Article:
Tumor Targeting Of Alphavirus Vectors

The broad host range of alphaviruses, and particularly their strong preference for neuronal cells, has made cell/tissue specific targeting an especially important issue.

One approach to obtain targeting for SIN has been to introduce IgG binding domains of protein A in the envelope proteins of SIN (37). The study demonstrated that inserts could be introduced in a specific region in the envelope protein E2, which did not affect the viability and infectivity of generated SIN particles. The chimeric SIN particles showed a significantly reduced infectivity could be established through the protein A domain by treatment of cells with a monoclonal antibody against a cell surface protein. In another study, it was demonstrated that a single point mutation in one of the SIN envelope proteins resulted in preferential infection of DCs (38). A recent approach has included the engineering of a fusion between avidin and the low-density lipoprotein (LDL) receptor for targeting biotinylated molecules to desired tissues (39). Studies in vivo demonstrated that malignant rat glioma tumors were transduced by SFV containing such avidin fusion proteins.

Yet another approach to obtain tumor selective transfection was attained by encapsulation of recombinant SFV particles in liposomes (40). By this procedure, targeted gene delivery to human LnCaP prostate tumors implanted in severe combined immunodeficiency (SCID) mice was achieved after systemic delivery of encapsulated SFV-LacZ particles. Systemic administration of encapsulated SFV particles expressing the p40 and p35 subunits of IL-12 to SCID mice with human Panc-1 pancreatic tumors resulted in statistically significant reduction in tumor growth after a single injection (41). Furthermore, an initial phase I study on advanced melanoma and kidney carcinoma patients demonstrated the safe use of this SFV vector in humans. In this study the maximum tolerated dose (MTD) for encapsulated SFV-IL-12 particles was 3 x 109 particles/m2, which might seem relatively low compared with doses for other viruses, usually administered in the range of 1011 particles. However, in this case the dose is mainly dictated by the fever response observed in patients after high IL-12 expression. The IL-12 expression in patients was transient and the IL-12 levels returned to normal levels after 5 to 7 d. Re-administration of encapsulated SFV particles did not induce any immune response, another indication of safe use in humans.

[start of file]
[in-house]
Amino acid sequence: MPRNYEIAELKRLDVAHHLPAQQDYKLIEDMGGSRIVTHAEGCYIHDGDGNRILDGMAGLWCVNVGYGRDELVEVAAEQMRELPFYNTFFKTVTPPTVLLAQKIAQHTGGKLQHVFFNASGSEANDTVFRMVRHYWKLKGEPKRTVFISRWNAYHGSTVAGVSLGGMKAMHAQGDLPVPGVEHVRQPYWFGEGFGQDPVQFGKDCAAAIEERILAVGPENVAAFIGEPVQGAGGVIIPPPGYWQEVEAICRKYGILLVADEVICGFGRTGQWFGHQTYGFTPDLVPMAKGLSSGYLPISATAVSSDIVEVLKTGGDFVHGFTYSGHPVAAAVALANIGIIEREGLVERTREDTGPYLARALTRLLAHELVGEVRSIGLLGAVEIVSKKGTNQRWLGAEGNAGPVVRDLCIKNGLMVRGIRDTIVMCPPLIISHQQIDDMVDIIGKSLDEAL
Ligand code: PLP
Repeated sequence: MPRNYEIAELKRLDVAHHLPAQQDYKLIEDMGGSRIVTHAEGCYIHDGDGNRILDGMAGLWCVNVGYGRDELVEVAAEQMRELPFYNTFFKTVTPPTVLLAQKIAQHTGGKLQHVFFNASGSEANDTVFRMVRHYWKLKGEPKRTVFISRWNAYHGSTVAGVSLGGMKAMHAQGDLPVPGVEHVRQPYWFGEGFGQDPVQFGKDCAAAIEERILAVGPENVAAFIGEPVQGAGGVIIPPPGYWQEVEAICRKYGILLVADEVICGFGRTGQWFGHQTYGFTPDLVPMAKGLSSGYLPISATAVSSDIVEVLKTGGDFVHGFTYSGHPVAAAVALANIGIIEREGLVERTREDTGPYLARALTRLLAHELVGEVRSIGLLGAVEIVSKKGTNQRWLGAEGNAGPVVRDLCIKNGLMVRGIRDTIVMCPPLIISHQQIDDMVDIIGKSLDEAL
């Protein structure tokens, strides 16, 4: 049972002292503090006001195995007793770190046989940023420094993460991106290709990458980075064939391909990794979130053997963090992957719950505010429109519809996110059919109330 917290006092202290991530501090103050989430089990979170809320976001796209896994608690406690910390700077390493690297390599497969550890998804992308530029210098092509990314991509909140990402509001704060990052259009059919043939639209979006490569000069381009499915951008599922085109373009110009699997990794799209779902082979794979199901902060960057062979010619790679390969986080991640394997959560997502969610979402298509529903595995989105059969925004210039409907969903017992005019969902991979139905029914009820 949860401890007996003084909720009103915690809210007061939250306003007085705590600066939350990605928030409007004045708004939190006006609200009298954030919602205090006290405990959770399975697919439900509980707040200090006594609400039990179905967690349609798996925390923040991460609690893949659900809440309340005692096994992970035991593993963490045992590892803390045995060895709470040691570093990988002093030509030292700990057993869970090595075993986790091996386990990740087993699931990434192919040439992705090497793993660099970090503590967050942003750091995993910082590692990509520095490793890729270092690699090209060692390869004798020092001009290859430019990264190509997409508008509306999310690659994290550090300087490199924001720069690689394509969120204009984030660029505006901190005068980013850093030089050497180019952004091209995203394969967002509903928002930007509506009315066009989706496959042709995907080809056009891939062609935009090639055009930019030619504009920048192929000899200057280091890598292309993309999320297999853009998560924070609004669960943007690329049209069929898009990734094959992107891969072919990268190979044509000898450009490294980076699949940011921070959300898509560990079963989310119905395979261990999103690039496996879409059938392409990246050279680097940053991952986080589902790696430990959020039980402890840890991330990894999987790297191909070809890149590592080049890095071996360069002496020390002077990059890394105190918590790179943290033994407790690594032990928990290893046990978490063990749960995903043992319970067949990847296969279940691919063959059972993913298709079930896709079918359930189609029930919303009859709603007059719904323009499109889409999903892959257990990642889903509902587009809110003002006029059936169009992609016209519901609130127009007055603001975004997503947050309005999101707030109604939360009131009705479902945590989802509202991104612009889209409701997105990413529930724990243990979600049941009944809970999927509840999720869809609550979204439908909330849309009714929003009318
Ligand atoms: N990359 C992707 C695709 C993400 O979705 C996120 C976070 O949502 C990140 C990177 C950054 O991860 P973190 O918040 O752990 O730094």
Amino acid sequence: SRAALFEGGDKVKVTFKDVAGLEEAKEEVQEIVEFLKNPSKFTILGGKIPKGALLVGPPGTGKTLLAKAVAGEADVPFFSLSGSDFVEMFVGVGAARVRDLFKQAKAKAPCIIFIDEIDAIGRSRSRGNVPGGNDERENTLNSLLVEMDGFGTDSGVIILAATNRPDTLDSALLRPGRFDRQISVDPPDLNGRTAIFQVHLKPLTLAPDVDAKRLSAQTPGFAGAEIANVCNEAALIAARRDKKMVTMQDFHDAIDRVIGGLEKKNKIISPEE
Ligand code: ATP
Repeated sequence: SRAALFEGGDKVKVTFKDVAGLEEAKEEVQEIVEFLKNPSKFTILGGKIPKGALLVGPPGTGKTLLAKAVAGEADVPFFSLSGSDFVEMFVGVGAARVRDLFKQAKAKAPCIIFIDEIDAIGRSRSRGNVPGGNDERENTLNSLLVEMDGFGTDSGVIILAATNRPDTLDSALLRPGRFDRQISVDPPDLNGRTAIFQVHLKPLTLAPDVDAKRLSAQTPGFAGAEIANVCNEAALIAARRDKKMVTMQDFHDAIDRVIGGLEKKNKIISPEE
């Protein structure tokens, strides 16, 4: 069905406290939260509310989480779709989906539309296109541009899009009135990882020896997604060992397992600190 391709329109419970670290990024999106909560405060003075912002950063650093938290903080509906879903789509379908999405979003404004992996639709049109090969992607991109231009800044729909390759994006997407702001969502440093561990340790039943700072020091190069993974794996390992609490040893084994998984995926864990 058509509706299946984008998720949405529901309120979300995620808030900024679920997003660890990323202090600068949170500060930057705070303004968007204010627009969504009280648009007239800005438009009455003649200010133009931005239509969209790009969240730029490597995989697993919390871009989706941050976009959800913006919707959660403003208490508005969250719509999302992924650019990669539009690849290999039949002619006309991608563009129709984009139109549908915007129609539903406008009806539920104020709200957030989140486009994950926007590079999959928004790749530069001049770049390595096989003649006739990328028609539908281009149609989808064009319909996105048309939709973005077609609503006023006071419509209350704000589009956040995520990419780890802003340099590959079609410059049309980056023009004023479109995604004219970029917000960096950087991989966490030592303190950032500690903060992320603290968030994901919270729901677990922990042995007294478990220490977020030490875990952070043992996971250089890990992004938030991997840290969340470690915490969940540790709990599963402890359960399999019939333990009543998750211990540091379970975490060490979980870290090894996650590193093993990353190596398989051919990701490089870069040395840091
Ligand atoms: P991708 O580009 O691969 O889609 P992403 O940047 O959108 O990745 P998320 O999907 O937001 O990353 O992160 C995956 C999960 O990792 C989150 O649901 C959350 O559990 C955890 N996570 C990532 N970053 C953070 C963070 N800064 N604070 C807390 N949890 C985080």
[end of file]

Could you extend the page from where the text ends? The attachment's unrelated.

A recent study on the systemic delivery of SIN vectors has generated some unexpected and controversial results (42). Without engineering any targeting sequences on the SIN vectors it was demonstrated that they efficiently homed to tumor cells; intraperitoneal injection of SIN-LacZ virus led to specific expression in implanted BHK tumors. Moreover, strong bioluminescence was observed in animals with BHK tumors, but not in control mice. SIN vectors were also able to target human micrometastatic ES-2 ovarian cancer cells. Stable overexpression of luciferase in ES-2 cells (ES-2/luc) permitted microscopic monitoring of tumor growth. Subcutaneous daily injections of SIN-IL12 virus led to a tumor load of 6.2% of that observed from control animals. Probably the most astonishing example came from studies on spontaneous fibrosarcomas in the mouse tail. Intraperitoneal injections of SIN-luc virus resulted in tumor targeted expression. This tropism to tumor tissue of SIN virus, however, has not yet been studied in full details and it will need additional research of the mechanisms behind it to eventually apply it in clinical settings.

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